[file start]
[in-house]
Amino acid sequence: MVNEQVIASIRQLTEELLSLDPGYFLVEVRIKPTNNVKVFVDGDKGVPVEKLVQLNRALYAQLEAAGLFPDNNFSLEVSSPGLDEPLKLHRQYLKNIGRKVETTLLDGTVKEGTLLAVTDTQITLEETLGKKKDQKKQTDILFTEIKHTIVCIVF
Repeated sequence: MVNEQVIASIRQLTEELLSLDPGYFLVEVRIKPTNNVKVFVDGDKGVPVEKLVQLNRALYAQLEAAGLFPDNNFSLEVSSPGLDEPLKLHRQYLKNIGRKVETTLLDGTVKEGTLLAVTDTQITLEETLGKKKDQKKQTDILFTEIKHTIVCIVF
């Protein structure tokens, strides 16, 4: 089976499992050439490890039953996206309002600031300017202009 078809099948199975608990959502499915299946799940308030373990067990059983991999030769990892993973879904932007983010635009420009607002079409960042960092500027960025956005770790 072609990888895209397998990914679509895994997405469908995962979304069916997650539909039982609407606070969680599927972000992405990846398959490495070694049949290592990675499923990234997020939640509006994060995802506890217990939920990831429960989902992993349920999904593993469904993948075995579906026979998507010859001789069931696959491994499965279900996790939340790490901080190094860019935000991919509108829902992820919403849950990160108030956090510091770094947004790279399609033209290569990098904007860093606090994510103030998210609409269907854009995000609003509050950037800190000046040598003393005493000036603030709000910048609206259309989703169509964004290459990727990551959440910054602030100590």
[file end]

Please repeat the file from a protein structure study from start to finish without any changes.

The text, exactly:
[in-house]
Amino acid sequence: MVNEQVIASIRQLTEELLSLDPGYFLVEVRIKPTNNVKVFVDGDKGVPVEKLVQLNRALYAQLEAAGLFPDNNFSLEVSSPGLDEPLKLHRQYLKNIGRKVETTLLDGTVKEGTLLAVTDTQITLEETLGKKKDQKKQTDILFTEIKHTIVCIVF
Repeated sequence: MVNEQVIASIRQLTEELLSLDPGYFLVEVRIKPTNNVKVFVDGDKGVPVEKLVQLNRALYAQLEAAGLFPDNNFSLEVSSPGLDEPLKLHRQYLKNIGRKVETTLLDGTVKEGTLLAVTDTQITLEETLGKKKDQKKQTDILFTEIKHTIVCIVF
């Protein structure tokens, strides 16, 4: 089976499992050439490890039953996206309002600031300017202009 078809099948199975608990959502499915299946799940308030373990067990059983991999030769990892993973879904932007983010635009420009607002079409960042960092500027960025956005770790 072609990888895209397998990914679509895994997405469908995962979304069916997650539909039982609407606070969680599927972000992405990846398959490495070694049949290592990675499923990234997020939640509006994060995802506890217990939920990831429960989902992993349920999904593993469904993948075995579906026979998507010859001789069931696959491994499965279900996790939340790490901080190094860019935000991919509108829902992820919403849950990160108030956090510091770094947004790279399609033209290569990098904007860093606090994510103030998210609409269907854009995000609003509050950037800190000046040598003393005493000036603030709000910048609206259309989703169509964004290459990727990551959440910054602030100590």